Researchers and clinicians have uncovered multiple treatment modalities that reduce the symptoms associated with PTSD, including cognitive behavioral therapy, prolonged exposure therapy, and eye movement desensitization therapy, or EMDR. Psychiatric medication like mood stabilizers can help if the person has an underlying cyclic mood disorder. Often, the most useful medicines, such as prazosin (Minipress), calm the brain and the individual and allow healthy sleep without nightmares. It’s entirely possible to live a healthy life while also coping with PTSD. You’ve probably met multiple people with PTSD throughout your life, and never even realized it.

The myths associated with PTSD build a stigma that prevents individuals from seeking help, making misinformation about this disorder not only wrong but also dangerous. All of us must understand how to separate the facts from the myths when it comes to mental illness.

PTSD and addiction

Many individuals who become addicted to alcohol, opioids, benzodiazepines, or other illicit substances often do so to cope with an underlying traumatic event. Individuals struggling to manage the effects of trauma in their lives may turn to drugs and alcohol to self-medicate.

  • Up to 75% of all individuals who have experienced a serious trauma have reported alcohol abuse.
  • Alcohol abuse affects 52% of men and 28% of women with posttraumatic stress disorder.
  • Drug abuse affects 35% of men and 27% of women with posttraumatic stress disorder.
  • Among all veterans receiving care within the Veterans Affairs healthcare system for posttraumatic stress disorder, 27% also have a substance abuse disorder.

Alcohol and drugs are a temporary way to numb the emotional, mental, and physical pain as these substances release a surge of dopamine in the brain, bringing euphoria feelings. Often, years of self-medicating through drugs and alcohol will effectively dull the memories and associated emotions tied to the traumatic event. Therefore the individual’s only current battle is with addiction. As a result, when an individual tries to become sober, they will often struggle because of their underlying unresolved emotions associated with past trauma. If an individual attempts sobriety on his or her own, they have a higher rate of relapse because the underlying trigger is not addressed.

In a professional treatment setting, therapists are trained to uncover underlying triggers that are linked to addiction and will work on therapy approaches to address the client’s trauma to help the client overcome their substance abuse disorder.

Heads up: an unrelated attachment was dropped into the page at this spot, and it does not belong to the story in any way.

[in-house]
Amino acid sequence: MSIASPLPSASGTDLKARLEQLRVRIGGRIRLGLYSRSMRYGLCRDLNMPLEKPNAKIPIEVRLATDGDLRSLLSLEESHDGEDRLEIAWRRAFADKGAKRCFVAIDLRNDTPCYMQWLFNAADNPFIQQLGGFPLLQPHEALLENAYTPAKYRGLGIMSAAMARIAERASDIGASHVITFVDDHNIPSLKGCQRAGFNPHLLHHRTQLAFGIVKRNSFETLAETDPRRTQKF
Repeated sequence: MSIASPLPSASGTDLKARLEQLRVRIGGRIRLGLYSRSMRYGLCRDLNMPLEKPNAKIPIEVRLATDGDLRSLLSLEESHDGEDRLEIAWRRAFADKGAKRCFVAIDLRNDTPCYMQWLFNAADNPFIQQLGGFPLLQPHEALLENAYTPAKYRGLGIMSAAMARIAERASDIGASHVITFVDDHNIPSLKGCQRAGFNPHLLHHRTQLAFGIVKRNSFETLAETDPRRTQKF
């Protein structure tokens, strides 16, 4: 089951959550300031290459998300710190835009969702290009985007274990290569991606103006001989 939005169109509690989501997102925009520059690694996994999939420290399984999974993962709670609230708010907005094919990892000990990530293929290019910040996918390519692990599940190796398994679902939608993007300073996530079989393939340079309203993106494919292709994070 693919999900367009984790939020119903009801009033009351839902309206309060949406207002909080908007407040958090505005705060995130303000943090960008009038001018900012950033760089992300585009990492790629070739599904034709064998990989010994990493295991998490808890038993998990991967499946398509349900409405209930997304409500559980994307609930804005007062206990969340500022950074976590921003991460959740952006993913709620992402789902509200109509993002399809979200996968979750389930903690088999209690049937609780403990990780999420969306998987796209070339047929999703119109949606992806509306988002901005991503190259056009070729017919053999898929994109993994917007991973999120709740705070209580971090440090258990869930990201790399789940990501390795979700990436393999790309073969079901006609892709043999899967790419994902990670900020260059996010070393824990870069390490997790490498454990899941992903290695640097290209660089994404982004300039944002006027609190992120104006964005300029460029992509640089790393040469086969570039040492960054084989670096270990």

“I did not ask for the thinks that I’ve been through, and I certainly did not ask my mind to paint and repaint the pictures in flashback form”

-Michelle Growth

AKUA Mind & Body Cares

No matter where you are in your journey to recovery, AKUA can help. We understand that life in recovery can be tough. If you are afraid of a relapse, seeking help for the first time, or trying to get back on track, we have a program for you. AKUA Mind and Body offers gender-specific treatment programs that focus on men’s needs. We want you to feel healthy and strong, so when you return home to your family, you can fully function within your family unit.

We are committed to the health and safety of you and/or your loved ones, and we are FULLY OPEN & OPERATIONAL. At AKUA Mind & Body, the safety of our Clients is our top priority. We are aware of the increased fear and anxiety among most people regarding the current pandemic. Hence, we are doing everything that we can to keep healthfulness and safety.

If you or someone you love is struggling with a mental health illness or substance use and addiction disorder, we can help now more than ever! AKUA Mind & Body provides an integrative treatment approach with multiple levels of care from detox, residential to virtual outpatient programs. With several facilities throughout the Sacramento Region, Los Angeles & Orange County Region, and San Diego Region, we aim to provide our clients with a solid foundation for healing and transformation.

Call our 24/7 admissions helpline to seek help today!